Erica perspicua is one of the best known and popular flowering members of its illustrious genus. No wonder that it is crowned with a distinguished name for everyday use as well, viz. the Prince of Wales heath, that relates the flowers to the plumes in the Prince's regalia.
The shrub often grows taller than 1 m, sometimes 2 m. The very short, usually hairy leaves grow in whorls of three or four.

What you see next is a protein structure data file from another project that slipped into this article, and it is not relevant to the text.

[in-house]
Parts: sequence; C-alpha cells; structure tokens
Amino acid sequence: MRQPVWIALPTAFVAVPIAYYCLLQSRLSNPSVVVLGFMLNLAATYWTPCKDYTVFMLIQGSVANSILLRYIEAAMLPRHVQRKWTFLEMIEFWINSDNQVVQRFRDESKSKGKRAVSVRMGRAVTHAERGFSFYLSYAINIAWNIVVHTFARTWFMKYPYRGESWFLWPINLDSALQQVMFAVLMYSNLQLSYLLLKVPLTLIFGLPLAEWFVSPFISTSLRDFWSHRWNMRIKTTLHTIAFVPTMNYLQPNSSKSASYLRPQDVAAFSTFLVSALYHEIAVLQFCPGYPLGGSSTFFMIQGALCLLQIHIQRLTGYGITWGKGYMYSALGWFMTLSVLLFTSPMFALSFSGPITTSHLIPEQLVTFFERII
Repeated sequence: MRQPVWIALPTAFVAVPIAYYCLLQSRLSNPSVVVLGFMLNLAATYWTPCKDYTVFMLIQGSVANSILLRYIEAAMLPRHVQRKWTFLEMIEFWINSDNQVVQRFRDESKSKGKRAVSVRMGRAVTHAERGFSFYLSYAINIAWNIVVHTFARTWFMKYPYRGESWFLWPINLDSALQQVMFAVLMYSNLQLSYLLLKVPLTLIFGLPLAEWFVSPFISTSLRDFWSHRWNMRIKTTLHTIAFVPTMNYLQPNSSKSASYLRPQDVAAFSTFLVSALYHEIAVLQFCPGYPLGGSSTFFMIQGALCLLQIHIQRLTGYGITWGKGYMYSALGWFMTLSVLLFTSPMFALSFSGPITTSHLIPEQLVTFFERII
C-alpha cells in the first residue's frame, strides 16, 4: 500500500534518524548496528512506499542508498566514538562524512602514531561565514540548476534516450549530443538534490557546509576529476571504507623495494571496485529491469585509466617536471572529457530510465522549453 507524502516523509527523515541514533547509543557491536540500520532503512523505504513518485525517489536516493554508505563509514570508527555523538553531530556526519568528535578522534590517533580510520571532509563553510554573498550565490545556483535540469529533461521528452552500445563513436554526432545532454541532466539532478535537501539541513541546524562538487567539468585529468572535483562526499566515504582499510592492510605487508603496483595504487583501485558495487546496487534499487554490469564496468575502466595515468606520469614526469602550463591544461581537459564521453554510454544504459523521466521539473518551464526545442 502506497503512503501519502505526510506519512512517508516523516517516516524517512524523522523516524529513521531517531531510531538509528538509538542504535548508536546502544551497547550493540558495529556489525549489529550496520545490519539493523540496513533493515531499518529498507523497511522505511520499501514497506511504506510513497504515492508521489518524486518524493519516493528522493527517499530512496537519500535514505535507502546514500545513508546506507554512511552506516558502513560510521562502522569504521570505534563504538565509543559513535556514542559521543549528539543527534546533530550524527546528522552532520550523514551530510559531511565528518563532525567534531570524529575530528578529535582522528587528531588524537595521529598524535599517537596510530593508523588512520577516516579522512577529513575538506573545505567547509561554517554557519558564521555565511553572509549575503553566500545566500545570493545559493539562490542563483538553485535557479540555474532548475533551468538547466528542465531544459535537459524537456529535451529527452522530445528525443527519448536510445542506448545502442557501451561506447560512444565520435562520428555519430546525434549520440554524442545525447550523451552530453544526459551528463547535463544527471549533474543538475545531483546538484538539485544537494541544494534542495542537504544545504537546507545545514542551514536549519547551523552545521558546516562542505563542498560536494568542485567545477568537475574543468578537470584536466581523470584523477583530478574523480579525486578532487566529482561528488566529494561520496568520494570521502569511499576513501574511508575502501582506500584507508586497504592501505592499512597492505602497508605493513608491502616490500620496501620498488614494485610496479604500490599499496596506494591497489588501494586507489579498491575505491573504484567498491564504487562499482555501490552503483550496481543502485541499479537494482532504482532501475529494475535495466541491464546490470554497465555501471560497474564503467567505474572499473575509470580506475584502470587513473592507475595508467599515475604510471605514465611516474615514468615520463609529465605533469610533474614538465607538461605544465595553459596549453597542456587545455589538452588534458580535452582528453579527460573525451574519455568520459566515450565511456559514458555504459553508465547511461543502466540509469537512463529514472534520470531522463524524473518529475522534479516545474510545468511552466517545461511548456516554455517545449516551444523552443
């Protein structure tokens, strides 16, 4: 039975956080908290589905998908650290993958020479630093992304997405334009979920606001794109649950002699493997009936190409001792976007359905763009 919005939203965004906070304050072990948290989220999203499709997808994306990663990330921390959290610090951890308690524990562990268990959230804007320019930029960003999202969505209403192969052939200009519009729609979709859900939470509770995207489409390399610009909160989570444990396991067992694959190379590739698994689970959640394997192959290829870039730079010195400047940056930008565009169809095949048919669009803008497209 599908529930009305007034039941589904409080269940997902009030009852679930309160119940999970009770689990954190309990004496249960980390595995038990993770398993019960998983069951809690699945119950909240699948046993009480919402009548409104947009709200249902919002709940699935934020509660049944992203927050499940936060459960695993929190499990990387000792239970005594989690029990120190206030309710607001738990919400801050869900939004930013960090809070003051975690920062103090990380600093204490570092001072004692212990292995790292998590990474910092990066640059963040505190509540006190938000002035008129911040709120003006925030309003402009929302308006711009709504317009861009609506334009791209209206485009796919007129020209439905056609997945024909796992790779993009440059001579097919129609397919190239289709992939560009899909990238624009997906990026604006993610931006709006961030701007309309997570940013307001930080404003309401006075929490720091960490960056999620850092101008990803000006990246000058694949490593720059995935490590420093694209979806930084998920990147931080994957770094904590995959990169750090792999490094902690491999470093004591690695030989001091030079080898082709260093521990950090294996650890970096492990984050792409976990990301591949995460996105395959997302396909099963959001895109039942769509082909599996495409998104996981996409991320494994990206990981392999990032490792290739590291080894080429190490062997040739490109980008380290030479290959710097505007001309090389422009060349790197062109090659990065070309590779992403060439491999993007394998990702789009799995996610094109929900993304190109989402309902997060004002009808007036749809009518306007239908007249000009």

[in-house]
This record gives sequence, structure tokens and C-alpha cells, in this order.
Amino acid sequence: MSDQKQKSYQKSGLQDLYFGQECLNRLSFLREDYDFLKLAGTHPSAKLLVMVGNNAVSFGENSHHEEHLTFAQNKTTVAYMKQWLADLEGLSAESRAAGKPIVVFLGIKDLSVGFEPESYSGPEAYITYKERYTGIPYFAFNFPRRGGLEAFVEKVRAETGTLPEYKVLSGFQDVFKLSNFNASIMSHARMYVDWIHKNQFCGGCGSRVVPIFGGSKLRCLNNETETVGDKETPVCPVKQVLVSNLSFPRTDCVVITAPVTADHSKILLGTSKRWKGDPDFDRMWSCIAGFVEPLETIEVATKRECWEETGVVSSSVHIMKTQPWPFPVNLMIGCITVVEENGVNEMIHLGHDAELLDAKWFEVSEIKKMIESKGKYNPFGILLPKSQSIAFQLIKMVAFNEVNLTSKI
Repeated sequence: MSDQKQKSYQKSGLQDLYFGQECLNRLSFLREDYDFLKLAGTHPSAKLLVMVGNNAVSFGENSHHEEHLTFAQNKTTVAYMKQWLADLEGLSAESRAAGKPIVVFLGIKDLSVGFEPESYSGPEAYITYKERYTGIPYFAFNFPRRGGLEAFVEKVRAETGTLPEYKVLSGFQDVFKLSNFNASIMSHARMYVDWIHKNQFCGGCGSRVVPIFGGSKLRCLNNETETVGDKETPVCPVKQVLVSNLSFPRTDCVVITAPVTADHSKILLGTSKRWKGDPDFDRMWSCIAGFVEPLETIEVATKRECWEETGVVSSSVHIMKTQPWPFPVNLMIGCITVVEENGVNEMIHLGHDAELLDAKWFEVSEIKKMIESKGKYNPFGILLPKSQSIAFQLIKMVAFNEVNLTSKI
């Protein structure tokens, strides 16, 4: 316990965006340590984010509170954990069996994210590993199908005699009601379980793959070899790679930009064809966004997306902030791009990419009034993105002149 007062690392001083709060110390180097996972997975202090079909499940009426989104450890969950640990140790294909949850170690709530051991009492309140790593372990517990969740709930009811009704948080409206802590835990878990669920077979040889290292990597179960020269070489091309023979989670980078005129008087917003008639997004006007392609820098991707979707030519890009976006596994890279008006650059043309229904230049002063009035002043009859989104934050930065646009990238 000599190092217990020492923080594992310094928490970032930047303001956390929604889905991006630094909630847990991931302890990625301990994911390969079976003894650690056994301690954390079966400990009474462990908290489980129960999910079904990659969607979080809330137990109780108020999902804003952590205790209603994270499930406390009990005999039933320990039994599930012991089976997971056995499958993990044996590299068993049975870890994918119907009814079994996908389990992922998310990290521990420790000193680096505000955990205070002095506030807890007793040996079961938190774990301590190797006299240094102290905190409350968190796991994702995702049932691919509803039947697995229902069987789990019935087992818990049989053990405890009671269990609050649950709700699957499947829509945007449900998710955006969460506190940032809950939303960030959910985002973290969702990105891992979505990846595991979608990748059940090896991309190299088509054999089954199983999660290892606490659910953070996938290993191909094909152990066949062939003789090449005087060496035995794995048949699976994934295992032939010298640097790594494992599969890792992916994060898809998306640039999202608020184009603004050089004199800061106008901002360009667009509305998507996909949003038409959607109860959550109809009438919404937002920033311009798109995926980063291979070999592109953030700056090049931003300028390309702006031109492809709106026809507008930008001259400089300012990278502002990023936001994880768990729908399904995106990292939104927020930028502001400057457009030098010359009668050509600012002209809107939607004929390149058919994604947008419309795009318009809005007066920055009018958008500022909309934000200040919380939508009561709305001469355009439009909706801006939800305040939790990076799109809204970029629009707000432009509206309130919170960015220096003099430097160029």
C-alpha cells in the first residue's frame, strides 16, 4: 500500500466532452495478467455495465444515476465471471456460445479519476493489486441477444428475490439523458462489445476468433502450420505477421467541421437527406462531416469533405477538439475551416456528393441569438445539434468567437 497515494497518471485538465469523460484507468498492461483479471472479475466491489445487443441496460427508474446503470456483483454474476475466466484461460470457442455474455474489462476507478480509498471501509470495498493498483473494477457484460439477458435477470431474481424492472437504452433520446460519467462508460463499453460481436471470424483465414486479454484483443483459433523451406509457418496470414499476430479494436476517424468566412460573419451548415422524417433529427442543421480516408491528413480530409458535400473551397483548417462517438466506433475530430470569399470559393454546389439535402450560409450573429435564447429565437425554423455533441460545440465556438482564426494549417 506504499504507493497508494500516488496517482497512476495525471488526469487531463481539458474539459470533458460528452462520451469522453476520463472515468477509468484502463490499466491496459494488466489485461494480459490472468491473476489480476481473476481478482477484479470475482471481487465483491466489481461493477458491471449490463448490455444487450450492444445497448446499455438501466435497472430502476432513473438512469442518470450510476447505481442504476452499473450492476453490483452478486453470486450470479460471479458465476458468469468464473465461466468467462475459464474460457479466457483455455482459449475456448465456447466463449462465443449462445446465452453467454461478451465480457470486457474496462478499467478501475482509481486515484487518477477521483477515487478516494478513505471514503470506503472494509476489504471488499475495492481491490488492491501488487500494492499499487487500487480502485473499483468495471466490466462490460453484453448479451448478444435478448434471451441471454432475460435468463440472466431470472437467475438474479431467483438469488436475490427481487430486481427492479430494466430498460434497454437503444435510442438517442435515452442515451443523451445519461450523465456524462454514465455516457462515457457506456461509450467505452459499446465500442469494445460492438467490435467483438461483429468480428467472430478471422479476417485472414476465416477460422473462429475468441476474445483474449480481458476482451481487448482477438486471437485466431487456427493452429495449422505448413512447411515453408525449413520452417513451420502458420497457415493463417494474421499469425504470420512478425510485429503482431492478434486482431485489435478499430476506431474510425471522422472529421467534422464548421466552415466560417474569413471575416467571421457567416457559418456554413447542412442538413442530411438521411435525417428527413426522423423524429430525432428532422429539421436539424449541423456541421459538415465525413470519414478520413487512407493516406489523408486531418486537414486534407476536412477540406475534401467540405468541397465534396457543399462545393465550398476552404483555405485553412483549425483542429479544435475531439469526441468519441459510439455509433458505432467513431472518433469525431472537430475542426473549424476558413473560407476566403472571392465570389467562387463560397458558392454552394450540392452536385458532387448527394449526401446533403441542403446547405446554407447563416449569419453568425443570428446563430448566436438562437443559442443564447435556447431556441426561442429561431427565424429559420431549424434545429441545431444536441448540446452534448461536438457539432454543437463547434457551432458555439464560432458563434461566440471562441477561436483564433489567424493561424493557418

The flower colour is highly variable from white, pink, combinations of the two, as well as showing red or purple. Flowering occurs from spring to after mid-autumn.
This Erica is strongly established in the Kogelberg area and prominent around Betty's Bay to around Stanford in a small natural distribution.
The habitat is marshy, fynbos slopes and flats. There are two subspecies, subsp. perspicua not considered threatened early in the twenty first century, while subsp. latifolia is deemed vulnerable (Eliovson, 1984; www.plantzafrica.com; http://redlist.sanbi.org).